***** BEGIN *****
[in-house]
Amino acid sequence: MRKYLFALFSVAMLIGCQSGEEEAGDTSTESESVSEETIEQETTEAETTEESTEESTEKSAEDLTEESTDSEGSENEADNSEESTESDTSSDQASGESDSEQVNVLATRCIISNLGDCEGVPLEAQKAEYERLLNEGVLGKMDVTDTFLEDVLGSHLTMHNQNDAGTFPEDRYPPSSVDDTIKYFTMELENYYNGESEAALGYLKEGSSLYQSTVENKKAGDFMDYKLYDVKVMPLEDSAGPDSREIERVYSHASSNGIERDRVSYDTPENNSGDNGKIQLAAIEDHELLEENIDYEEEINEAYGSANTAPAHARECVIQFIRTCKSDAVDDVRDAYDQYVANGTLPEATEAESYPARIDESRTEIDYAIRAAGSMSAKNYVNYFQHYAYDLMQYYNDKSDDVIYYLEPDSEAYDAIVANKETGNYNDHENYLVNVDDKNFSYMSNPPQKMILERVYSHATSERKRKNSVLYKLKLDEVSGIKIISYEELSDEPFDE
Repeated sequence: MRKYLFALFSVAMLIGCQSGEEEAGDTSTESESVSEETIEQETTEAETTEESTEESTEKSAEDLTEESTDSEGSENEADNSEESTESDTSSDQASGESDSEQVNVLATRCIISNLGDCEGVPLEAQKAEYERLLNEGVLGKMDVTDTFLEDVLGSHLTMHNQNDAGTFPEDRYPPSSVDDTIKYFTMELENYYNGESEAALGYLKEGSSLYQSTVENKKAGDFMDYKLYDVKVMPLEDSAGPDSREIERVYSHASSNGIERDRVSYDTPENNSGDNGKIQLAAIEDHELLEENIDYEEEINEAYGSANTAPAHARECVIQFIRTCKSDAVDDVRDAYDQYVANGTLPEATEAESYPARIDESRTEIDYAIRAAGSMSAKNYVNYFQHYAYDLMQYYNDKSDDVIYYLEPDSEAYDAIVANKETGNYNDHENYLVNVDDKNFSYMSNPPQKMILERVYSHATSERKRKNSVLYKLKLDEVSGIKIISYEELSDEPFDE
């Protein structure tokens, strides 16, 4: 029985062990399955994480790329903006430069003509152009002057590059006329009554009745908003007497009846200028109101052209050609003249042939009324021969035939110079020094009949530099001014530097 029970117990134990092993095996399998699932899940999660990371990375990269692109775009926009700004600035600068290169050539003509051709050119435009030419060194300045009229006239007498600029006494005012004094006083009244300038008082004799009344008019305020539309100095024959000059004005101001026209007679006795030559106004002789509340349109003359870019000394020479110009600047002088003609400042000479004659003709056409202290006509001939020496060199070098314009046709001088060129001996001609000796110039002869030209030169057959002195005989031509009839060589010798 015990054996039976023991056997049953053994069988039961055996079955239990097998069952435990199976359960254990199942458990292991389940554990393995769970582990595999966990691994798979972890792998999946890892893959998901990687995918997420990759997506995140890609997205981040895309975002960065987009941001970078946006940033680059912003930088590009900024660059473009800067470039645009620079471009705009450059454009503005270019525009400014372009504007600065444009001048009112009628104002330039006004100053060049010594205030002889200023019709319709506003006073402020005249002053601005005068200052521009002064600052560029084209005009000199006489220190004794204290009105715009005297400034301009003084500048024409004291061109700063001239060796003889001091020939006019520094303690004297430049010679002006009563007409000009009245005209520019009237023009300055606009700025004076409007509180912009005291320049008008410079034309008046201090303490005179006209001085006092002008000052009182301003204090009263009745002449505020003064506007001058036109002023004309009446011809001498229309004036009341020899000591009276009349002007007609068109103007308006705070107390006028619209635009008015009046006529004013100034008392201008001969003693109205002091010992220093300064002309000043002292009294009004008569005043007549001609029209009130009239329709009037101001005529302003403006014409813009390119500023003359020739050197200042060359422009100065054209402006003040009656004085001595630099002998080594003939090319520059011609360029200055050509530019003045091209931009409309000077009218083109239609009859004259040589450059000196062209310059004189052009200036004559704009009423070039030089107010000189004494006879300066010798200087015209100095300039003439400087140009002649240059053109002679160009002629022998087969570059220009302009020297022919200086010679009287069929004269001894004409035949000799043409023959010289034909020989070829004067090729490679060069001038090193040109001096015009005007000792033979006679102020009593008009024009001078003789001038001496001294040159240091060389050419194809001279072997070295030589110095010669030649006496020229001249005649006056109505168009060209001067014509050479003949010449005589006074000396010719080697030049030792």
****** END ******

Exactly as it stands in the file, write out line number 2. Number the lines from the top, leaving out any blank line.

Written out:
Amino acid sequence: MRKYLFALFSVAMLIGCQSGEEEAGDTSTESESVSEETIEQETTEAETTEESTEESTEKSAEDLTEESTDSEGSENEADNSEESTESDTSSDQASGESDSEQVNVLATRCIISNLGDCEGVPLEAQKAEYERLLNEGVLGKMDVTDTFLEDVLGSHLTMHNQNDAGTFPEDRYPPSSVDDTIKYFTMELENYYNGESEAALGYLKEGSSLYQSTVENKKAGDFMDYKLYDVKVMPLEDSAGPDSREIERVYSHASSNGIERDRVSYDTPENNSGDNGKIQLAAIEDHELLEENIDYEEEINEAYGSANTAPAHARECVIQFIRTCKSDAVDDVRDAYDQYVANGTLPEATEAESYPARIDESRTEIDYAIRAAGSMSAKNYVNYFQHYAYDLMQYYNDKSDDVIYYLEPDSEAYDAIVANKETGNYNDHENYLVNVDDKNFSYMSNPPQKMILERVYSHATSERKRKNSVLYKLKLDEVSGIKIISYEELSDEPFDE